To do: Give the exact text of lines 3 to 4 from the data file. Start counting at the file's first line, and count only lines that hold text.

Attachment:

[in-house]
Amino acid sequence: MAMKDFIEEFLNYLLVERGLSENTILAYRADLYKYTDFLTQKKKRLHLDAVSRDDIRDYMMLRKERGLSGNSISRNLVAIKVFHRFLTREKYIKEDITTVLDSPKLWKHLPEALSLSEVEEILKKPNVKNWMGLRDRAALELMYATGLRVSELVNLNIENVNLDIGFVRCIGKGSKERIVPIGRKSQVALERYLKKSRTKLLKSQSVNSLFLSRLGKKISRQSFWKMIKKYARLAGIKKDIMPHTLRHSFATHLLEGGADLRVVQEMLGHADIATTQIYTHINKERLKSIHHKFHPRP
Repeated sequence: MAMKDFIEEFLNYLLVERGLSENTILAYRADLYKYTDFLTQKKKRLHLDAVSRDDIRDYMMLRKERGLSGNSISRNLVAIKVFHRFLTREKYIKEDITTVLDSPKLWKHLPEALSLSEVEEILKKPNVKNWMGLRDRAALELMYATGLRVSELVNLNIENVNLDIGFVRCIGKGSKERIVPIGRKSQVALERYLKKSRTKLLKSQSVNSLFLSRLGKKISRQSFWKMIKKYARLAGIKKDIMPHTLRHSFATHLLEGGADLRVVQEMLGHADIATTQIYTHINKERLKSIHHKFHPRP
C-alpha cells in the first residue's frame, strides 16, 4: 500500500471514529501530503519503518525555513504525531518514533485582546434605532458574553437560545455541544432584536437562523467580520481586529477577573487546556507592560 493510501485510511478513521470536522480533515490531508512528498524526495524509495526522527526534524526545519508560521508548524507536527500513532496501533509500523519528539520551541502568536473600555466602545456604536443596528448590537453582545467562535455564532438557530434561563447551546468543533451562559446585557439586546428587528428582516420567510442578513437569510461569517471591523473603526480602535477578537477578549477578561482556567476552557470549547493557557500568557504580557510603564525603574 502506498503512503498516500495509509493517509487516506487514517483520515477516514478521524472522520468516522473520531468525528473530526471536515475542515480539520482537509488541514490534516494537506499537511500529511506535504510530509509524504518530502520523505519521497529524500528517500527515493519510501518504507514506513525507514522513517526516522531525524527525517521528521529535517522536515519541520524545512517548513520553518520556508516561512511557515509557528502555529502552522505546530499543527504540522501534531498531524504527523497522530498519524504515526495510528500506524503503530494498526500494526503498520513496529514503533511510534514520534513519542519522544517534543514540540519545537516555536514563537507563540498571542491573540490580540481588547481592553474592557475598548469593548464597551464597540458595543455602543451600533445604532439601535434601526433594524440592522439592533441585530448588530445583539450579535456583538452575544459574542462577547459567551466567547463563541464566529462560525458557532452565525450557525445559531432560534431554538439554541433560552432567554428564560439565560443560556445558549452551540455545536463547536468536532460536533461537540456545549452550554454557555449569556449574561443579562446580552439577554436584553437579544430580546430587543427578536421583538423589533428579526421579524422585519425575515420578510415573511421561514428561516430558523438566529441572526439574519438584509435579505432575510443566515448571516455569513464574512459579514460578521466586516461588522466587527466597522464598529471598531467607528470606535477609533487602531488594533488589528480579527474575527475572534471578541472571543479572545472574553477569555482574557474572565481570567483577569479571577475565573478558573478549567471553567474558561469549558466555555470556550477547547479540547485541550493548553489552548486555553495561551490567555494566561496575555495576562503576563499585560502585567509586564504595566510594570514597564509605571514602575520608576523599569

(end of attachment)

Repeated sequence: MAMKDFIEEFLNYLLVERGLSENTILAYRADLYKYTDFLTQKKKRLHLDAVSRDDIRDYMMLRKERGLSGNSISRNLVAIKVFHRFLTREKYIKEDITTVLDSPKLWKHLPEALSLSEVEEILKKPNVKNWMGLRDRAALELMYATGLRVSELVNLNIENVNLDIGFVRCIGKGSKERIVPIGRKSQVALERYLKKSRTKLLKSQSVNSLFLSRLGKKISRQSFWKMIKKYARLAGIKKDIMPHTLRHSFATHLLEGGADLRVVQEMLGHADIATTQIYTHINKERLKSIHHKFHPRP
C-alpha cells in the first residue's frame, strides 16, 4: 500500500471514529501530503519503518525555513504525531518514533485582546434605532458574553437560545455541544432584536437562523467580520481586529477577573487546556507592560 493510501485510511478513521470536522480533515490531508512528498524526495524509495526522527526534524526545519508560521508548524507536527500513532496501533509500523519528539520551541502568536473600555466602545456604536443596528448590537453582545467562535455564532438557530434561563447551546468543533451562559446585557439586546428587528428582516420567510442578513437569510461569517471591523473603526480602535477578537477578549477578561482556567476552557470549547493557557500568557504580557510603564525603574 502506498503512503498516500495509509493517509487516506487514517483520515477516514478521524472522520468516522473520531468525528473530526471536515475542515480539520482537509488541514490534516494537506499537511500529511506535504510530509509524504518530502520523505519521497529524500528517500527515493519510501518504507514506513525507514522513517526516522531525524527525517521528521529535517522536515519541520524545512517548513520553518520556508516561512511557515509557528502555529502552522505546530499543527504540522501534531498531524504527523497522530498519524504515526495510528500506524503503530494498526500494526503498520513496529514503533511510534514520534513519542519522544517534543514540540519545537516555536514563537507563540498571542491573540490580540481588547481592553474592557475598548469593548464597551464597540458595543455602543451600533445604532439601535434601526433594524440592522439592533441585530448588530445583539450579535456583538452575544459574542462577547459567551466567547463563541464566529462560525458557532452565525450557525445559531432560534431554538439554541433560552432567554428564560439565560443560556445558549452551540455545536463547536468536532460536533461537540456545549452550554454557555449569556449574561443579562446580552439577554436584553437579544430580546430587543427578536421583538423589533428579526421579524422585519425575515420578510415573511421561514428561516430558523438566529441572526439574519438584509435579505432575510443566515448571516455569513464574512459579514460578521466586516461588522466587527466597522464598529471598531467607528470606535477609533487602531488594533488589528480579527474575527475572534471578541472571543479572545472574553477569555482574557474572565481570567483577569479571577475565573478558573478549567471553567474558561469549558466555555470556550477547547479540547485541550493548553489552548486555553495561551490567555494566561496575555495576562503576563499585560502585567509586564504595566510594570514597564509605571514602575520608576523599569